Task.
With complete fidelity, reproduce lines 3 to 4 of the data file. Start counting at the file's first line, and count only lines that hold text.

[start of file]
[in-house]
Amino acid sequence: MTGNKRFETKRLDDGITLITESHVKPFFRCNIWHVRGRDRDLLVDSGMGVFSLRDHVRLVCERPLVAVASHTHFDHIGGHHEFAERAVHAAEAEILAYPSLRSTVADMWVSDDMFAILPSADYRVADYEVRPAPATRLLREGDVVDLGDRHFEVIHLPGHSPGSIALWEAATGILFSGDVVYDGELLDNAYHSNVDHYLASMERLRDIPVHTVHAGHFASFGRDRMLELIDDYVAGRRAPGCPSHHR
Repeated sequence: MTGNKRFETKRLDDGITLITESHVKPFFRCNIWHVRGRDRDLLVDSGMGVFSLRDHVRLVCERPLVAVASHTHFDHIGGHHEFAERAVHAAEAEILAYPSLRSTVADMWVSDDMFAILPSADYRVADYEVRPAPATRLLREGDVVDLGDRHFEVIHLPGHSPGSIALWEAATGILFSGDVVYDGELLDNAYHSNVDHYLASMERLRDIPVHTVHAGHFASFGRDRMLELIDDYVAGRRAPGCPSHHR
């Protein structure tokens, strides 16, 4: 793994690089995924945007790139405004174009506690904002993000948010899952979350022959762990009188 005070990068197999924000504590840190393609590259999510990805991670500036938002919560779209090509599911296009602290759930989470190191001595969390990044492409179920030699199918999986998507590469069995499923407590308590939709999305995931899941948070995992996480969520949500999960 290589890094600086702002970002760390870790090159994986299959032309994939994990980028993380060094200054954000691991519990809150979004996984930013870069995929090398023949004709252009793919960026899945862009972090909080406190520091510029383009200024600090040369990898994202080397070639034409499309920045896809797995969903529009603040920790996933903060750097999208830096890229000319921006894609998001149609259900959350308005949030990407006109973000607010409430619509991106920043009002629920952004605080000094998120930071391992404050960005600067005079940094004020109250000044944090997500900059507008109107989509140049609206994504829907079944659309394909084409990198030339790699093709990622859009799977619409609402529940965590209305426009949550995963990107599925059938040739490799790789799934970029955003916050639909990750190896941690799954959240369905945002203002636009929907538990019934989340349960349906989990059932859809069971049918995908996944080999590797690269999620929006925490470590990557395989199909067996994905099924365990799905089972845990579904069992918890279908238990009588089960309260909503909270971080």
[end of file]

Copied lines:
Repeated sequence: MTGNKRFETKRLDDGITLITESHVKPFFRCNIWHVRGRDRDLLVDSGMGVFSLRDHVRLVCERPLVAVASHTHFDHIGGHHEFAERAVHAAEAEILAYPSLRSTVADMWVSDDMFAILPSADYRVADYEVRPAPATRLLREGDVVDLGDRHFEVIHLPGHSPGSIALWEAATGILFSGDVVYDGELLDNAYHSNVDHYLASMERLRDIPVHTVHAGHFASFGRDRMLELIDDYVAGRRAPGCPSHHR
């Protein structure tokens, strides 16, 4: 793994690089995924945007790139405004174009506690904002993000948010899952979350022959762990009188 005070990068197999924000504590840190393609590259999510990805991670500036938002919560779209090509599911296009602290759930989470190191001595969390990044492409179920030699199918999986998507590469069995499923407590308590939709999305995931899941948070995992996480969520949500999960 290589890094600086702002970002760390870790090159994986299959032309994939994990980028993380060094200054954000691991519990809150979004996984930013870069995929090398023949004709252009793919960026899945862009972090909080406190520091510029383009200024600090040369990898994202080397070639034409499309920045896809797995969903529009603040920790996933903060750097999208830096890229000319921006894609998001149609259900959350308005949030990407006109973000607010409430619509991106920043009002629920952004605080000094998120930071391992404050960005600067005079940094004020109250000044944090997500900059507008109107989509140049609206994504829907079944659309394909084409990198030339790699093709990622859009799977619409609402529940965590209305426009949550995963990107599925059938040739490799790789799934970029955003916050639909990750190896941690799954959240369905945002203002636009929907538990019934989340349960349906989990059932859809069971049918995908996944080999590797690269999620929006925490470590990557395989199909067996994905099924365990799905089972845990579904069992918890279908238990009588089960309260909503909270971080």